The future of Egypt remains front and center in the mind of Mostafa Heddaya, a member of the Class of 2011 from Bellevue, Wash., whose family hails from Alexandria, Egypt. As Heddaya was completing his honors thesis earlier this year on political opposition in Egyptian legislative elections, a revolution began. His thesis advisor, Professor of Government John Carey, was scheduled to participate in a roundtable discussion with various policymakers at the National Endowment for Democracy in Washington, D.C., on just this topic, and he asked Heddaya to come with him. The discussion took place on Feb. 11, the day Egyptian President Hosni Mubarak resigned.
Research for his senior honors thesis prepared Mostafa Heddaya ’11 to present a briefing on Egyptian electoral and constitutional concerns to policymakers in Washington, D.C. (photo by Joseph Mehling ’69)
Here is Heddaya’s view of his experience with the people who could play an important role in post-dictatorship Egypt.
As the unrest started in Egypt and ultimately turned into a full-on revolution, what were you feeling as you watched this story unfold?
I was, of course, concerned about the well-being of friends and family, but like most Egyptians, was ultimately glad to see Mubarak go. There was certainly a lot of anxiety at times when the events seemed to blur the line between democratic uprising and military coup, especially when Mubarak first stepped down, but thus far the Supreme Council of the Armed Forces (the military council that is running the state) has been reasonably moderate in its dealings with the reformist movement.
Do you still have family in Egypt? What do they say about what it was like?
I think for a lot of people on the ground there was definitely the sense that something historic and legitimate was happening. For most of my relatives, and for almost all Egyptians, these protests were their first authentic opportunity to participate politically. It’s very hard for people who take democratic participation somewhat for granted—as we often do in the West, myself included—to conceptualize how meaningful this authentic political experience can be for the oppressed citizen. The relatively high turnout in the March 19 constitutional plebiscite and the general excitement surrounding that vote definitely suggest that people are interested in meaningful democratic participation.
How did you find out about this opportunity to go to Washington, D.C.?
My advisor, Professor John Carey, and a few of his academic colleagues regularly do electoral consulting work for governments and NGOs, so when the situation in Egypt broke, he was contacted by a colleague looking to fulfill a White House advisor’s request for a brief on the electoral system in Egypt. I had been studying the subject since last spring when I decided to write my thesis about opposition behavior in the Egyptian People’s Assembly elections, so Professor Carey asked me if I could help out. The memo I wrote was well received, and I collaborated with Professor Carey and his colleague on a few other related briefs. Based on this work we were extended an invitation to attend a closed-door roundtable at the National Endowment for Democracy on the Egyptian situation.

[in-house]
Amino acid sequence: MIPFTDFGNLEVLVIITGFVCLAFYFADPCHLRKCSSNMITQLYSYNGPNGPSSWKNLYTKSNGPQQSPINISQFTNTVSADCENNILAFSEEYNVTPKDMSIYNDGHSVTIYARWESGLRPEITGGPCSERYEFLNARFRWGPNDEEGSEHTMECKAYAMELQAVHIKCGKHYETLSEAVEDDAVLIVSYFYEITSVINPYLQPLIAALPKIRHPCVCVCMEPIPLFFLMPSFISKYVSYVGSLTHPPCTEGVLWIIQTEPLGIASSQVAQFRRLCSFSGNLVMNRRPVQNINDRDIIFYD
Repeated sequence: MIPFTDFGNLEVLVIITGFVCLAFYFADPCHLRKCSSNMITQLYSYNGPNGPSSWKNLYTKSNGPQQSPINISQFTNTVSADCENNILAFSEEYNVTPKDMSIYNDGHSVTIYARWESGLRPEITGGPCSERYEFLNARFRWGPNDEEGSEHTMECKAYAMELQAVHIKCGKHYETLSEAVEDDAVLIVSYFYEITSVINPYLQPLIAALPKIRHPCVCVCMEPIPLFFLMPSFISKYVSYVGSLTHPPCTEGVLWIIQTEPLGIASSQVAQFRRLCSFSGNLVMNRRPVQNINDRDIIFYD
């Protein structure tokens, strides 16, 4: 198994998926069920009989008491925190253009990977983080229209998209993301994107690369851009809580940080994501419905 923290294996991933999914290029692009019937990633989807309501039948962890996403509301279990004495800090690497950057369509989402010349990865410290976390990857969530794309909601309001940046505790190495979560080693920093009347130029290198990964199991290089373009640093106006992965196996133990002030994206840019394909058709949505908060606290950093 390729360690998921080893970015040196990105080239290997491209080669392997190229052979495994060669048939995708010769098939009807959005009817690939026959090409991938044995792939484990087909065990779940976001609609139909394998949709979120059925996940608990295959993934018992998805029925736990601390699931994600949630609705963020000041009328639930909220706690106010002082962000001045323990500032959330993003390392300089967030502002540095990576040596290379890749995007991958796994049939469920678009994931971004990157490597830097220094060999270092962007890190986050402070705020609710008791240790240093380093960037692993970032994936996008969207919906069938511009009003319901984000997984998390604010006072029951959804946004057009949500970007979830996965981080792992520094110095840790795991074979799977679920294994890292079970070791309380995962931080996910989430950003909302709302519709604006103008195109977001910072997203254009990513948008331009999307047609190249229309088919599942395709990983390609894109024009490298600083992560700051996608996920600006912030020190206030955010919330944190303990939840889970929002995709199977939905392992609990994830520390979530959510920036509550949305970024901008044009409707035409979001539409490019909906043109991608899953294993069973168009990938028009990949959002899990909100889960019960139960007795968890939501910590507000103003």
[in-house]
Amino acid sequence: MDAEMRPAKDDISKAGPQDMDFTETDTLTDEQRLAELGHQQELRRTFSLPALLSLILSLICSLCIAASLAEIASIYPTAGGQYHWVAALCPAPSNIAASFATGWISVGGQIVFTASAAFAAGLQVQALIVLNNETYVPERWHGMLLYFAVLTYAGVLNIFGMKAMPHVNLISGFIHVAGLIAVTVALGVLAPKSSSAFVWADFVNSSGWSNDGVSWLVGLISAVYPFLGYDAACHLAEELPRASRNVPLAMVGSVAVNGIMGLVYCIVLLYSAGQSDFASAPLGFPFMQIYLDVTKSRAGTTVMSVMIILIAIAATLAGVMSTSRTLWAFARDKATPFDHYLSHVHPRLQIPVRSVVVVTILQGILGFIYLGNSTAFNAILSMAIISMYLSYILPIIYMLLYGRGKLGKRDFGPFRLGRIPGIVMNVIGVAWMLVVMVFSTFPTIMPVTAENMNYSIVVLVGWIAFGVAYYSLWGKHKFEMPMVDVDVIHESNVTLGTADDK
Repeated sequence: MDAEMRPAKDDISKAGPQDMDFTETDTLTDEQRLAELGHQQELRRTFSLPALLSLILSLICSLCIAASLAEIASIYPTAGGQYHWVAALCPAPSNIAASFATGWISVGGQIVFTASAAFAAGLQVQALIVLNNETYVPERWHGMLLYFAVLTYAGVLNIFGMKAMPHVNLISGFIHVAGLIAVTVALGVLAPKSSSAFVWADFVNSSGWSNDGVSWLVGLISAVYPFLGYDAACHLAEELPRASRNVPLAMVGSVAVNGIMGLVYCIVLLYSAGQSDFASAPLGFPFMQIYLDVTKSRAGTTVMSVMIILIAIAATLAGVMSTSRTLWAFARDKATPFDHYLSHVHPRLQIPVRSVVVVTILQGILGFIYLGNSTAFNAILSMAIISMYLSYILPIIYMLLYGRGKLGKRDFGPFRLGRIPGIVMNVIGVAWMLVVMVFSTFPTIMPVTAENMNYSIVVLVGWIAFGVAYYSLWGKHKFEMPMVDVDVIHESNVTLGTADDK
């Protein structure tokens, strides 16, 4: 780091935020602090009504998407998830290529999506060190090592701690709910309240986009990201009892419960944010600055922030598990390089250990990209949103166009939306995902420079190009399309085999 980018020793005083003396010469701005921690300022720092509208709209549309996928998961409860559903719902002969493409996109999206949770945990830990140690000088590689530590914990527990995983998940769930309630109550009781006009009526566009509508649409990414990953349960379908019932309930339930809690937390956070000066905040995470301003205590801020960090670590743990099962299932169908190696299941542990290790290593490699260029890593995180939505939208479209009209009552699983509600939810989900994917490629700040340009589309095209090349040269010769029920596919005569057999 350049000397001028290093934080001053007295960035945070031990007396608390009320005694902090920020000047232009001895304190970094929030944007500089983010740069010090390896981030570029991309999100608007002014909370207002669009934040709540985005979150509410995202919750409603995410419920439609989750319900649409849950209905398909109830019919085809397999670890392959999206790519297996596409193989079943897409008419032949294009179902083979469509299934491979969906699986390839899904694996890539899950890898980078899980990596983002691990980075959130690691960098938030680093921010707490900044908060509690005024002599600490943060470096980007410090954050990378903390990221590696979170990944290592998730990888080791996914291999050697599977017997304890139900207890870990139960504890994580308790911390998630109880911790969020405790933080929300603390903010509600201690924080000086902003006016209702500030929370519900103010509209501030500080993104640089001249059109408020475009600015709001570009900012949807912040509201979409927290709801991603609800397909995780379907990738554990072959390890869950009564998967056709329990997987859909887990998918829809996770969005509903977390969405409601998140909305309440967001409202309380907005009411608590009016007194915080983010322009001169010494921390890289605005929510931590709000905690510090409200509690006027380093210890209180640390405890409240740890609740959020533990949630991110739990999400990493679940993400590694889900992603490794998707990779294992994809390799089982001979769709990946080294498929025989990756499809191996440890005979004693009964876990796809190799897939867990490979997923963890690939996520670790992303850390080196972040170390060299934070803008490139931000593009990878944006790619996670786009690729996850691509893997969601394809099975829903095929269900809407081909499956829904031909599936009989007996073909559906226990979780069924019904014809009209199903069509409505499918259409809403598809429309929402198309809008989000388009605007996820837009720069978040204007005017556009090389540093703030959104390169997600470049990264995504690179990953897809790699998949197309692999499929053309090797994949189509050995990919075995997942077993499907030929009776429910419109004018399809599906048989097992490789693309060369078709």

What did it feel like to be there with these important policymakers discussing the future of Egypt?
It was definitely one of the most memorable experiences of my time at Dartmouth. Although we are fortunate to have social science faculty (and frequent visitors to the College) who are themselves key participants in the policy process, it is exciting to sit in a room full of people who are trying to solve a live problem—something that’s going on in the world in real time. It was of course also great to meet members of the academic and government communities whose work I had read in some of my classes or cited in my thesis and be able to have those connections.
What were some of your recommendations?
The memos and briefs made various recommendations, generally focused around electoral and constitutional concerns, as the situation has evolved. On electoral issues, the most recent memo we put together cautions against holding People’s Assembly elections within too limited a timeframe and under the old electoral framework. I also wrote a memo on gender inequality as it relates to issues of political participation, and how the U.S. can support some of the institutions working to resolve these issues in Egypt.
Has your perspective on Egypt changed since this experience?
The uprising of January 25 was certainly an historic moment, and it was, on a personal level, very gratifying to see the Egyptian people reclaim their country, and in a non-violent way. The public demonstrations were immense sources of hope for me and demonstrated the renewed commitment Egyptians have to each other and to their country. More importantly, I hope that the changes we are witnessing herald a new paradigm in Egypt, one where the state is democratically responsive to citizens, and real work can be done resolving some of the serious issues plaguing Egyptian society.